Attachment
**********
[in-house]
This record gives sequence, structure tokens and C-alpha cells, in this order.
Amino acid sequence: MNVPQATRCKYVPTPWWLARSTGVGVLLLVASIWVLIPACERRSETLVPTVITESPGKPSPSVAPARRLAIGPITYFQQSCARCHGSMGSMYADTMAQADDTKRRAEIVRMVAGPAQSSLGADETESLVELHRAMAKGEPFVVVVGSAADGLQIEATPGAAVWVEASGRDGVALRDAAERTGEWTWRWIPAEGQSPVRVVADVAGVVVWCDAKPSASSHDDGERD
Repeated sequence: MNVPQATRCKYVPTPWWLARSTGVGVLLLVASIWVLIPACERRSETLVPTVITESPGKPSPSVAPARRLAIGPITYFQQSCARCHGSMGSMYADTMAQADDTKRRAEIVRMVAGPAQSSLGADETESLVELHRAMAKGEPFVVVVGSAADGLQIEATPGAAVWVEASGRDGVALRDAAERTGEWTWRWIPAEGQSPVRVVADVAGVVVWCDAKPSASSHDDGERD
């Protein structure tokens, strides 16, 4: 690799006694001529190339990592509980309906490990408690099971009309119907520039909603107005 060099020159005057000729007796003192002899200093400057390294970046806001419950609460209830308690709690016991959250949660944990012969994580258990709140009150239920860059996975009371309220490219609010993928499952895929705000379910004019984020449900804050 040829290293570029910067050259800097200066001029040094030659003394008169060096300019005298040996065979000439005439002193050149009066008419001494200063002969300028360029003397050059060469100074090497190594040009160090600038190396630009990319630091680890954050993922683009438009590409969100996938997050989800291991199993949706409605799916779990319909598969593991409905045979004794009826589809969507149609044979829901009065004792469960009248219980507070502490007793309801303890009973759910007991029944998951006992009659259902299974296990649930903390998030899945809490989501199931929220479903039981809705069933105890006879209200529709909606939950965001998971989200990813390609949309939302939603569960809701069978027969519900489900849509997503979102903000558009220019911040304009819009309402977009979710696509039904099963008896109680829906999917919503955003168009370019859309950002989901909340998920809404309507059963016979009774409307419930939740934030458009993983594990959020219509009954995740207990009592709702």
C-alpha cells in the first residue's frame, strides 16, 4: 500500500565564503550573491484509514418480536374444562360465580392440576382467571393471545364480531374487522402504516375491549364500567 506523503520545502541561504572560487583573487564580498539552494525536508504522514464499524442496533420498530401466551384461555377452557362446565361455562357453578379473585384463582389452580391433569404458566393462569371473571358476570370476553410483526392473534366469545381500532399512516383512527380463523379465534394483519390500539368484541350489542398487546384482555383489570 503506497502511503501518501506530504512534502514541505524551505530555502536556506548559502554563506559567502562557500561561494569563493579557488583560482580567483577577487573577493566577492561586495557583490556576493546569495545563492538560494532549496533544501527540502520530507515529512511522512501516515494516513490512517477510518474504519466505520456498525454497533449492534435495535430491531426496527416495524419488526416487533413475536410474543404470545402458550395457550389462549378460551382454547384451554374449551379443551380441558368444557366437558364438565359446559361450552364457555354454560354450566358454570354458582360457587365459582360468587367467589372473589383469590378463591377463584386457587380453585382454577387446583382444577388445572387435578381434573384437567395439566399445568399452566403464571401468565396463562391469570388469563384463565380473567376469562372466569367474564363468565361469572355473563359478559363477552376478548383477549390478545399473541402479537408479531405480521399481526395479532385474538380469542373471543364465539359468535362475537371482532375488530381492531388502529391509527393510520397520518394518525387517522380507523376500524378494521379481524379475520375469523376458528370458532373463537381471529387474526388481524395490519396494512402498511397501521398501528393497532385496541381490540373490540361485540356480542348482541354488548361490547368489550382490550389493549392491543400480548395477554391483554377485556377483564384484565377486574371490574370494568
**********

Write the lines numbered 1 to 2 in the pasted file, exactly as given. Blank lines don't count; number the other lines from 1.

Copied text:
[in-house]
This record gives sequence, structure tokens and C-alpha cells, in this order.